The sutra reconfirms the experience and knowledge of a seeker and provides him the epistemological ground for his personal experience and knowledge. One can only turn to the Scriptures for knowledge and understanding of the God the Ultimate, for they are the only source of knowledge of the Ultimate. The second aphorism pointed out that the Ultimate reality is the cause of the universe; the third reconfirms the same conclusion by saying that the Ultimate Reality is the source of the Scripture as well. In doing so, the aphorism reveals the inherent authority and authenticity of the Scripture. There are enough internal evidences in the Scripture where the name of the Divine is invoked for the authenticity of the spoken word, such as the prophets; others may just be quotes, as Jesus Christ and New Testament writers so often did. The words ‘Scripture’ and ‘Scripture’ are used here as synonymous terms and to express the internal unity in multiplicity.
The Divine inspiration of the Scripture is one of the articles of faith in all religions of world, and Christianity is not an exception. Saint Paul has so perceptively spoken of it that no believer of a religion will find himself in disagreement with him: ‘All Scripture is inspired by God and profitable for teaching, for reproof, for correction, and for training in righteousness’99. It is for this reason, Scripture are considered to be ‘ apaurusheya’, not created by any human; they are ‘swatah-prakasha, light that enlightens everything but does not need anything to enlightens it, almost in the sense Saint John perceived Jesus Christ as the Word and the Light in his prologue100. As such, it is ‘swatah pramana’; it does not need any other instruments of reason and logic to prove it validity and authenticity. A convert with such a frame of mind gets confused with the critical, sometimes destructive, scholarship of the Scripture. He may, therefore, insist upon the exclusive, inclusive or combination of both, privilege to his own Scripture, and may supplement it with innumerable religious literatures and disciplines.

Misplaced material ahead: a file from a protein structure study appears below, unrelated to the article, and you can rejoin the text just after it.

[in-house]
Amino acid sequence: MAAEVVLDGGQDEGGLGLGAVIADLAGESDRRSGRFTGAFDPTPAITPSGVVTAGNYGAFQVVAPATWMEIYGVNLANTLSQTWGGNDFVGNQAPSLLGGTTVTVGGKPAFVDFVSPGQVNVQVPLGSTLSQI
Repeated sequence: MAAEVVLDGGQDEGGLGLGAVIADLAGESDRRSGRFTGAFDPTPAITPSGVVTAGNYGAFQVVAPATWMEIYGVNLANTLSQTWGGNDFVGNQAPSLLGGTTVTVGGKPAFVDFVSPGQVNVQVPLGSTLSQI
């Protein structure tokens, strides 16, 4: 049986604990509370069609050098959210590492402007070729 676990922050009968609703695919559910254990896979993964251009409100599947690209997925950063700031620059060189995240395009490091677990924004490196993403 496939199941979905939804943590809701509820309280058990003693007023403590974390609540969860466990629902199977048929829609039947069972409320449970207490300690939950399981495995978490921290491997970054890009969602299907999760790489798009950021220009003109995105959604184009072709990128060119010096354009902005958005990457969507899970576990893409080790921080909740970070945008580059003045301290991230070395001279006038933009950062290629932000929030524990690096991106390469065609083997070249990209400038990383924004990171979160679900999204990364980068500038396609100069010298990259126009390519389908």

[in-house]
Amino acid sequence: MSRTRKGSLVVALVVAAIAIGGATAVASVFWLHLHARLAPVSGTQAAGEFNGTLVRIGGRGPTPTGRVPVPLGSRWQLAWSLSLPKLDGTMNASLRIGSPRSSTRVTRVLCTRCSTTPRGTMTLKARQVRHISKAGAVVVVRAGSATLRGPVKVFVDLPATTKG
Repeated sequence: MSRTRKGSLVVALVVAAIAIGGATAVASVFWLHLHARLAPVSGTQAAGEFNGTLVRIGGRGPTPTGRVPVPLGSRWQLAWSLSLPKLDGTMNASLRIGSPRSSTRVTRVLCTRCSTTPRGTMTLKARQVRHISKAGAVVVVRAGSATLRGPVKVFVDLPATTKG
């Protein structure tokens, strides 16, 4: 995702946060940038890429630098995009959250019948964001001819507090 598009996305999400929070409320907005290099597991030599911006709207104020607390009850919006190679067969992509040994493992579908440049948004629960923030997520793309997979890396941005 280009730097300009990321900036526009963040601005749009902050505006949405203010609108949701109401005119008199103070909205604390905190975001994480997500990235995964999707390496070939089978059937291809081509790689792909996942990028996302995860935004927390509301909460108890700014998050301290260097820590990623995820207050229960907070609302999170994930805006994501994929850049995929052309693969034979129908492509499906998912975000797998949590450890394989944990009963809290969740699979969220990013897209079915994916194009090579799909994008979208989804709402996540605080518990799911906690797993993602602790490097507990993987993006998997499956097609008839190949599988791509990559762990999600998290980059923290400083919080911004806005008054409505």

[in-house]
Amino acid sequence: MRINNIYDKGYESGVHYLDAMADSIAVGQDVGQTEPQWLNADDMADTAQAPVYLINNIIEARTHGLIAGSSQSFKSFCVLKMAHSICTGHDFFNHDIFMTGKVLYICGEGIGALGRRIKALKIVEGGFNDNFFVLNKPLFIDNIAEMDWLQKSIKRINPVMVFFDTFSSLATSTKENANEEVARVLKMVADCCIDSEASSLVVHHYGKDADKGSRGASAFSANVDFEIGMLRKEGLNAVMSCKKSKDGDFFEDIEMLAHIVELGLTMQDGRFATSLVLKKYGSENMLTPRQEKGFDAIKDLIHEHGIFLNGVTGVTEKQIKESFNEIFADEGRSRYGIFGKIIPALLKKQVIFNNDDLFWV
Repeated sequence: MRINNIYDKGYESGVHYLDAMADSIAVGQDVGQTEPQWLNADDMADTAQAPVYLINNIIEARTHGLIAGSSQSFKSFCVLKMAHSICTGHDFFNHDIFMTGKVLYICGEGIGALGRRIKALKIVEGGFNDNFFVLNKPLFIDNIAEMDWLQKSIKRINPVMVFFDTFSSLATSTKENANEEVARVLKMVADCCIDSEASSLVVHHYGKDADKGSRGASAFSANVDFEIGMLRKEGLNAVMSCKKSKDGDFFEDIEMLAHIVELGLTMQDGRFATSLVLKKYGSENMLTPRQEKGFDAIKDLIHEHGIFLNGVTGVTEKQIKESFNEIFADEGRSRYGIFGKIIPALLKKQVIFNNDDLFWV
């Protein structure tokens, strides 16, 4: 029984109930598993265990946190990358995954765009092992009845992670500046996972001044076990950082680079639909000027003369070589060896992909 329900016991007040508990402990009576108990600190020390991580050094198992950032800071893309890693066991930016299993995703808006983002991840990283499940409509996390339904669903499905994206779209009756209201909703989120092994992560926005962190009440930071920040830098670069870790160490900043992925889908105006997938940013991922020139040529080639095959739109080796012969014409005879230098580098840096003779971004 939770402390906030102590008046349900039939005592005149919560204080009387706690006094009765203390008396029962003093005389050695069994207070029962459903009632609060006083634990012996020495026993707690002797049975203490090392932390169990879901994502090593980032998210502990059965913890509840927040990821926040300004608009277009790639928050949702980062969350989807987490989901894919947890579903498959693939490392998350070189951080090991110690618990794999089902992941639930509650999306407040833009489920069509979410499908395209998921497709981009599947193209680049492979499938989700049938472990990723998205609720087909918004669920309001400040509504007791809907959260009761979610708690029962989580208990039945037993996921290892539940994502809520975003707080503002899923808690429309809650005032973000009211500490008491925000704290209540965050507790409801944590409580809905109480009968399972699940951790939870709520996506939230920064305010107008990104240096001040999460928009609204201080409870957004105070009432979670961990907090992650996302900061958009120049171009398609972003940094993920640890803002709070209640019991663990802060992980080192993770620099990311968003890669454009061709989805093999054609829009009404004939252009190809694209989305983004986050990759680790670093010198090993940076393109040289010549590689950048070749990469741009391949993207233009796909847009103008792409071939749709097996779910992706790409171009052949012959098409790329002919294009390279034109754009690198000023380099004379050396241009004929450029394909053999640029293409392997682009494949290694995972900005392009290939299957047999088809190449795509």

IV The harmony: Tattu samanvayat (BS 1.1.4)
‘Samanvaya’ refers to right relationship, internal harmony; thereby the sutra asserts that there is harmony in the purport of all scriptural texts, even through the apparent contradictory and contrary texts. This principle can be applied to resolve many theological issues that one encounters in the Scriptural theology. In the context of our discussions on a theology of a convert through Johannine studies, we, for the moment, limit ourselves to that area of concern, which are high lighted by my father in his studies.
In the context of our discussion on the construction of theology of a convert upon the structures provided by the learned Badrayana, we can now take note of two apparently divergent views; that the knowledge of the Ultimate Reality is direct from the Ultimate to the seeker/visionary, and, that His knowledge comes from the Scripture. The issue can be resolved with the recognition that Darshana, the revelatory vision, is never closed and God-Christ, in His grace and mercy, reveals Himself to His bhakta, devotees with strong desire to know and see Him. His revelation is not restricted by the Scripture, but is made available to a true seeker, nay, even to an un-willing and lost wanderer: ‘Behold, I stand at the door and knock; if any one hears my voice and opens the door, I will come in to him and eat with him, and he with me’101.